The sun drenched Mediterranean entices lovers, sun seekers, and historians alike. This beautiful region with its idyllic coastlines and rich, exotic traditions offers the ideal escape.
Who doesn’t dream of touring the Amalfi coast or trekking through the hill country of France? So much tradition joined with so many journeys to explore. Truly, one of the best experiences has to be the culinary journey through the Mediterranean. And what would Mediterranean cooking being with out the olive and olive oil? Both represent the essence of the region’s cuisine, so many varieties of olives grace not only the tables, but also the rich culture and heritage of the area.
Olives: Mythology and History
Greek mythology tells a tale wherein as a gift, the goddess Athena brought an olive to the Ancient Greeks who then named a city after her. They favored her gift as the most useful of inventions, even above Poseidon’s powerful horse, as Athena’s gift was one of peace. On the rocky outcrop today known as Acropolis, she planted the original olive tree from which every olive tree in Greece is believed to have come. The Greeks valued the olive tree so much that only virgin boys were allowed to harvest the olives once ripe.
In the historical account of Noah’s Ark, a dove journeyed from the ark and returned with an olive branch symbolizing not only the promise of dry land, but also God’s promise to safely bring Noah and his family through the flood. The original Olympic games in Greece adorned those claiming victory with a wreath made with olive branches. Today, the olive branch still symbolizes peace. The flag of the United Nations has the emblem of a wreath made from olive branches circling the globe symbolizing the desire for peace around the world. Ancient coins from Athens depicted the face of Athena wearing an olive leaf wreath and holding an urn of olive oil.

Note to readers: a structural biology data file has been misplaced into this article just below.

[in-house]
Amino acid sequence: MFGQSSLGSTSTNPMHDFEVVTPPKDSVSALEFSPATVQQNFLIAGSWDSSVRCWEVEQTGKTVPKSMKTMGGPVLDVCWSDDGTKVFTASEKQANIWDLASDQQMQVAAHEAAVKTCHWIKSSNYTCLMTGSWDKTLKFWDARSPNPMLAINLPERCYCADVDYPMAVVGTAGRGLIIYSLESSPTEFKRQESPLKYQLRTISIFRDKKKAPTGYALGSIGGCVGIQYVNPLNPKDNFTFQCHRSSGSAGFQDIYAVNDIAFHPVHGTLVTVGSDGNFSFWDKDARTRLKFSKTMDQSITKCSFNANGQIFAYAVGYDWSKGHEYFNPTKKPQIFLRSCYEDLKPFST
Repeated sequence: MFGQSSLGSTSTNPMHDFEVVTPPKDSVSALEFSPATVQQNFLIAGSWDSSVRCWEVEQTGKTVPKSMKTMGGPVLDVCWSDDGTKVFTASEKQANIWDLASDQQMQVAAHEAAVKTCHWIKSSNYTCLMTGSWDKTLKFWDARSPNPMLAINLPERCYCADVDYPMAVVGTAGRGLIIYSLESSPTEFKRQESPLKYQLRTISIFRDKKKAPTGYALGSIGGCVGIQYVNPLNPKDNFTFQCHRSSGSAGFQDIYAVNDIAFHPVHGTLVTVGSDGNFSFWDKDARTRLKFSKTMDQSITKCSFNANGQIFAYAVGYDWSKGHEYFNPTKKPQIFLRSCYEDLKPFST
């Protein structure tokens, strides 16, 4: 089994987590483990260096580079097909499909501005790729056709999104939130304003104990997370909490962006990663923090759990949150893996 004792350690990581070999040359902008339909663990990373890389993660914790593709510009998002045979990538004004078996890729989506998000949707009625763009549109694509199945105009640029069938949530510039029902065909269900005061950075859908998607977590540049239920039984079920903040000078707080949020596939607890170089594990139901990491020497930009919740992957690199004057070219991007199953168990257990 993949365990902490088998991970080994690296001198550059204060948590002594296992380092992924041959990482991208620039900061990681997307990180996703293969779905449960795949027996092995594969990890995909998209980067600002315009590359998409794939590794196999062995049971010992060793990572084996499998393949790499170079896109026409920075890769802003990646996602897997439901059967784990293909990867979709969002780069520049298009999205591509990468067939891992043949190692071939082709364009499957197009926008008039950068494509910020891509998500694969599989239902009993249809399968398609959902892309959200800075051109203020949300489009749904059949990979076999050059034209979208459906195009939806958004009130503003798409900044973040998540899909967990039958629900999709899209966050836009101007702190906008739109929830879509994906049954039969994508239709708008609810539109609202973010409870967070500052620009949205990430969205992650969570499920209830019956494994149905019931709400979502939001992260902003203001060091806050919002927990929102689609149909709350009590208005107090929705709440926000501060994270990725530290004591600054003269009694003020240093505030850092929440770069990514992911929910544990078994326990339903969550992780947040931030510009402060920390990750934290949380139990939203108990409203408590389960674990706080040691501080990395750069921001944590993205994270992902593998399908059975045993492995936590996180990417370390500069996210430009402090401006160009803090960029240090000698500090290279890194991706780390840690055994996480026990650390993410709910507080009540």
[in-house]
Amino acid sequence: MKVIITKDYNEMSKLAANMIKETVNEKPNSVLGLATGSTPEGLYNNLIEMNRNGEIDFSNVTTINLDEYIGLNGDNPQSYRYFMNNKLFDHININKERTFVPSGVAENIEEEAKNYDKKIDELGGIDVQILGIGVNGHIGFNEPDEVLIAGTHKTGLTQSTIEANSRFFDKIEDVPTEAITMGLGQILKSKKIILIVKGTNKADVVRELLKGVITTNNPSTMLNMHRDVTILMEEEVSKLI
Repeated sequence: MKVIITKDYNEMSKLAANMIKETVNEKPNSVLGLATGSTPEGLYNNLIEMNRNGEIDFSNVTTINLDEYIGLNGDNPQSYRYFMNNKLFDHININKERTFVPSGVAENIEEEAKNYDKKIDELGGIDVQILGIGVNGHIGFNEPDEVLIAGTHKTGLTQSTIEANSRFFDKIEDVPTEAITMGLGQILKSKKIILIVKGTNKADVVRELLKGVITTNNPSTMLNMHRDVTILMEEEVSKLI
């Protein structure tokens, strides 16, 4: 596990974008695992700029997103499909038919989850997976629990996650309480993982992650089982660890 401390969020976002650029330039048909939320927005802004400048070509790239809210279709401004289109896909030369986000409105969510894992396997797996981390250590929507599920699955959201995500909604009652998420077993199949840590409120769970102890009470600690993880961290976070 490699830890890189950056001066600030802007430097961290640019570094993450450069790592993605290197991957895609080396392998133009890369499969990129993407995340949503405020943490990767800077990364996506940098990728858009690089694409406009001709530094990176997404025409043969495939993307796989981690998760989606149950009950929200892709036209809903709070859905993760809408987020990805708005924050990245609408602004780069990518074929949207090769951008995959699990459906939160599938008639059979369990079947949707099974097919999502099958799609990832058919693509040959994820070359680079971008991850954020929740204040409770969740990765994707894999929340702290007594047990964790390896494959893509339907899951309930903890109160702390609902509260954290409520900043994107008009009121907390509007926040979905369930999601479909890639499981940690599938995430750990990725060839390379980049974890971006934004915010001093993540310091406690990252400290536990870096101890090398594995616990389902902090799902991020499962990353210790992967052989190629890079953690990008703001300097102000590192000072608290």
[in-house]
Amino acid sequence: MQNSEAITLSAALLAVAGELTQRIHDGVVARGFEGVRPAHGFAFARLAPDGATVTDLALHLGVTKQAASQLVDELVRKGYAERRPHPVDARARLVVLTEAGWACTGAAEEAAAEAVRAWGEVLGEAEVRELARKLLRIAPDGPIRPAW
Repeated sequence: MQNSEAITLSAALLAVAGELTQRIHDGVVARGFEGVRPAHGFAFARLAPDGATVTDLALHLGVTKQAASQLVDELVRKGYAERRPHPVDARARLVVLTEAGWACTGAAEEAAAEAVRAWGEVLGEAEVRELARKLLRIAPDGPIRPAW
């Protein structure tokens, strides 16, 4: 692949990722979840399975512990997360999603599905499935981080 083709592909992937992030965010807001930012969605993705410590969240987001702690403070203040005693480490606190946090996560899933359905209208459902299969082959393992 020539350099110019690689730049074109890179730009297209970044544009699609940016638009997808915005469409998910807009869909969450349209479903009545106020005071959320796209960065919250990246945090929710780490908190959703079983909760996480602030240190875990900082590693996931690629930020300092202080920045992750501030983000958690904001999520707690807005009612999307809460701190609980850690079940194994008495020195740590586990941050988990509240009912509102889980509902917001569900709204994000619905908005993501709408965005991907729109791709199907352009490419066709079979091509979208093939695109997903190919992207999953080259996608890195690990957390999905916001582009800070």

The olive was native to Asia Minor then spread from Palestine, Syria and Iran to the rest of the Mediterranean basin more than 6,000 years ago. Due to the wonderfully hot temperatures, the region offers the perfect environment for olive groves to flourish. In the past several hundred years the olive has spread to North and South America, Japan, New Zealand and Australia. Many might think of Italy or Greece for olives and olive oils, yet today, Spain is the top world-wide producer of quality olive oil and home to the largest number of olive trees on the planet. Their olive oil groves stretch from the eastern border of France in the Mediterranean all the way to Andalusia along the coast, with other groves scattered throughout the country.
Olive Trees: Cultivating a Long Life
From the olive harvest in Sicily to the Olive Cassée in The village of Mouriès, France the olive is a celebrated fruit. And, as it should be! Olive groves have sustained people for centuries providing profitable agriculture and a way of life. The olive tree is an evergreen that grows up to 50 feet high with branches that can span to 30 feet. Quite an impressive tree to behold, the grayish leaves and twisted branches appear graceful. Olive trees are among the oldest known cultivated trees in the world and can live up to 500 years, probably due in part to their hardiness and ability to sprout back even after severe pruning.
So Many Olives to Choose From!
Green or black? The color difference simply refers to how ripe the fruit of the tree is. All olives eventually turn a dark, almost black color when left to ripen on the tree. Green olives are those harvested after reaching their maximum size but before turning the darker color. This is the best time to harvest. Some of the more popular varieties are manzanilla, kalamata, nicoise, liguria, and picholine.
Whether enjoying Tapas with a tantalizing variety of olives, enjoying the nourishing & moisturizing properties of pure olive oil soap or realizing the health benefits of cold pressed, extra virgin olive oil, chances are every home, at least occasionally, enjoys the bounty of the olive harvest.
by Lee Anne Michayluk